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Tuesday, January 21, 2014

Review: ‘Dancing with the Devil’ By Michael Rubin -- Strengthening America’s enemies by endlessly talking to them --By Carter Eltzroth, The Washington Free Beacon

U.S. Secretary of State John Kerry, Iranian Foreign Minister Mohammad Javad Zarif  / APIn Dancing with the Devil, Michael Rubin of the American Enterprise Institute details the failures of diplomacy with rogue regimes that have weakened global peace prospects and strengthened America’s enemies.

What is a rogue regime? These are governments that do not follow the norms of global diplomacy, seek nuclear proliferation, sponsor terrorism, and pose a threat to America and her allies. Rubin’s book is a historical study of U.S. diplomatic engagement of Iran, North Korea, Libya, the Taliban, Pakistan, Iraq, and terrorist groups such as the PLO, Hamas, and Hezbollah. Engagement failed in each case.

Every administration enters office promising a fresh dialogue with our global competitors. Just as the news cycle has a limited memory for the past, so too do new presidents, who believe their team will finally solve a given problem. However, whether a president outwardly projects strength or a willingness to talk to America’s enemies, history shows that anything short of sanctions and a military threat has failed to achieve America’s desired outcomes, Rubin says.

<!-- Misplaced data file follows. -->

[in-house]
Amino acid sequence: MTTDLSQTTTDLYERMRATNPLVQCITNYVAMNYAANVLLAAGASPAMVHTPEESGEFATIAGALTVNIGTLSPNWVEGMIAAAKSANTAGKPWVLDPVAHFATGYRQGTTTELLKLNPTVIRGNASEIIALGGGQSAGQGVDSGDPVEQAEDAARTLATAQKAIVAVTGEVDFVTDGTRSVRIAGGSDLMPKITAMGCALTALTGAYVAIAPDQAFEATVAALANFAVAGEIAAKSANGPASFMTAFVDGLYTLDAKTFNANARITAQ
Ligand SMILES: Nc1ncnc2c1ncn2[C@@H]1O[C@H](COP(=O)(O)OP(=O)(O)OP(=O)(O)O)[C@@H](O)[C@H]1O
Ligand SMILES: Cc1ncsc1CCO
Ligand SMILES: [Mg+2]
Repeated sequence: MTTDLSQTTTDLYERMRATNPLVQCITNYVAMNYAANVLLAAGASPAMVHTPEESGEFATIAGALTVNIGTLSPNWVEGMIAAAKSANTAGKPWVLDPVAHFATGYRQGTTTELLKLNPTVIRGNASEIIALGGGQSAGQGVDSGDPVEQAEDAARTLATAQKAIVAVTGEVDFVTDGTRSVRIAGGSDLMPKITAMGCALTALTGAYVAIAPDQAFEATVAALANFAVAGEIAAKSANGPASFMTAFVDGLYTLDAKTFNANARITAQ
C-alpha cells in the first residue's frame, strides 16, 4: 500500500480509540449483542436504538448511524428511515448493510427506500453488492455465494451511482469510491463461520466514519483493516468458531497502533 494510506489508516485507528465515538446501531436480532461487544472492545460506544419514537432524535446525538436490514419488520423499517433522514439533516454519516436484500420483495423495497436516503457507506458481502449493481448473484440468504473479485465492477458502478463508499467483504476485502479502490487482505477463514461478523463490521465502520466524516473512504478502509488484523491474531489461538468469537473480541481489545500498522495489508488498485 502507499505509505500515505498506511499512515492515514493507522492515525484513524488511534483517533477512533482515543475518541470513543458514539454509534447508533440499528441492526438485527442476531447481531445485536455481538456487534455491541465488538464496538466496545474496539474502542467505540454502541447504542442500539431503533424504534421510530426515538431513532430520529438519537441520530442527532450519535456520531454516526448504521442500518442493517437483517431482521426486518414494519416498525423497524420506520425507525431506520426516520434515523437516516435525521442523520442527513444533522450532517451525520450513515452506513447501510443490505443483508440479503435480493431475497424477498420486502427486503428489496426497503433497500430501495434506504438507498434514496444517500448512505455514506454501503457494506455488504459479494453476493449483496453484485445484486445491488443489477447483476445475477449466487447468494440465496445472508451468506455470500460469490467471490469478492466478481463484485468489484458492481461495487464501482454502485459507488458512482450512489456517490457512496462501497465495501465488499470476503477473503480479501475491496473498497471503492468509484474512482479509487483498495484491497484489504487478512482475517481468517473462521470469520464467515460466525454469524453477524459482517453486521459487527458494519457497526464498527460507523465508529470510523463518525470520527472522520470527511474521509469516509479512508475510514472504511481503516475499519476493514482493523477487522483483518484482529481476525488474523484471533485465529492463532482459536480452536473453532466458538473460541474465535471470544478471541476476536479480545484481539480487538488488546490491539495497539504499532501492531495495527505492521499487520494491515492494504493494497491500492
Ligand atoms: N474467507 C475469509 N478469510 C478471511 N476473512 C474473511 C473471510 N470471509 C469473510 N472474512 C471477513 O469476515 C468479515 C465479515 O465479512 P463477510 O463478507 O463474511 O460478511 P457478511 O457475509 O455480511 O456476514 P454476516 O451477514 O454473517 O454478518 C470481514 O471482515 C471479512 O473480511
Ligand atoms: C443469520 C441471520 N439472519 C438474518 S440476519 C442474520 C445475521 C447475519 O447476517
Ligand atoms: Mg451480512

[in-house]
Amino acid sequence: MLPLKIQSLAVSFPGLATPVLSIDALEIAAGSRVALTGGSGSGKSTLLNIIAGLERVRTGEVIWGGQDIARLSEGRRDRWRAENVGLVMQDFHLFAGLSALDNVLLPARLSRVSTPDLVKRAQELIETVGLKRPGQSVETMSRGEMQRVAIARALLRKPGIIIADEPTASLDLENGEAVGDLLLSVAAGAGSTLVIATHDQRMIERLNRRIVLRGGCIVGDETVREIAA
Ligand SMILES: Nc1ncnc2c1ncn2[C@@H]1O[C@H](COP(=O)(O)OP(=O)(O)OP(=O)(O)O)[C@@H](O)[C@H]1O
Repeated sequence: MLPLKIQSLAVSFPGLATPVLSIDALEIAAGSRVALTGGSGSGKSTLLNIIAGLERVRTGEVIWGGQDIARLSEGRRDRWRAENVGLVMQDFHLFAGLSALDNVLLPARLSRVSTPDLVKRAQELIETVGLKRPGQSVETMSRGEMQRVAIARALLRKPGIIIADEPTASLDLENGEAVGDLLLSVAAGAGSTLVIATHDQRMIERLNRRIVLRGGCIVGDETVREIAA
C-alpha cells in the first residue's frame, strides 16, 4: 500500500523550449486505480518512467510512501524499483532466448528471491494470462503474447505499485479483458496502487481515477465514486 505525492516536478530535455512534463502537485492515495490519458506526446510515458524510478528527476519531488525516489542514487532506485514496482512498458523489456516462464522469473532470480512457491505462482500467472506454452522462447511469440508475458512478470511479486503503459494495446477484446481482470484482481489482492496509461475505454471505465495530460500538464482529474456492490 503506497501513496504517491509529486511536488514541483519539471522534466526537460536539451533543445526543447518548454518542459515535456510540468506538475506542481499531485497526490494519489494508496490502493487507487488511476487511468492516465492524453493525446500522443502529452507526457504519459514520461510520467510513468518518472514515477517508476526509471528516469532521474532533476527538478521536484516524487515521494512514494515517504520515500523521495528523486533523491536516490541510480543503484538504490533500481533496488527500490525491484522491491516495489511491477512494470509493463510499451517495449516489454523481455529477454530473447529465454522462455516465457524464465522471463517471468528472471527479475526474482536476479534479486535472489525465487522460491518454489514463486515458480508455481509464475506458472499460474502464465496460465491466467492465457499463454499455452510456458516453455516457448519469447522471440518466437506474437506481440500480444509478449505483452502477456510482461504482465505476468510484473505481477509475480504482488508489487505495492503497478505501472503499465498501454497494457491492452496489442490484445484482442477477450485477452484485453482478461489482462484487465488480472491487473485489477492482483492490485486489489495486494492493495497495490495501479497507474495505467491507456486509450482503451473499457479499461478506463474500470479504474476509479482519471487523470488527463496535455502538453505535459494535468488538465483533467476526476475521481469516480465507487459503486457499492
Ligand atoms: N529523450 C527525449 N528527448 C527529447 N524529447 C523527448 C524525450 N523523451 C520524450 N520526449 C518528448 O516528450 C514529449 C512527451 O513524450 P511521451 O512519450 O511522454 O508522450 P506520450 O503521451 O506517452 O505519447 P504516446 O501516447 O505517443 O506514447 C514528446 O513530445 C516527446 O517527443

The most glaring mistake: The State Department accepts form over function. Talks become more important than signed agreements. Maintaining dialogue with rogue regimes is regarded as a victory on its own.
A commonly held belief is that talks bog down an enemy in minutiae. However, evidence shows that rogue states use endless peace talks as opportunities to pursue secret agendas while maintaining the illusion of playing nice.

Think of North Korea. Through its history it has repeatedly shaken hands with the West and portrayed itself as willing to talk. Hearing the Hermit Kingdom’s words as portents of change, America mollifies the regime, such as when we withdrew our nuclear arsenal from the peninsula in 1992. But none of this stops North Korean nuclear ambitions or missile development or weapons proliferation or belligerence.

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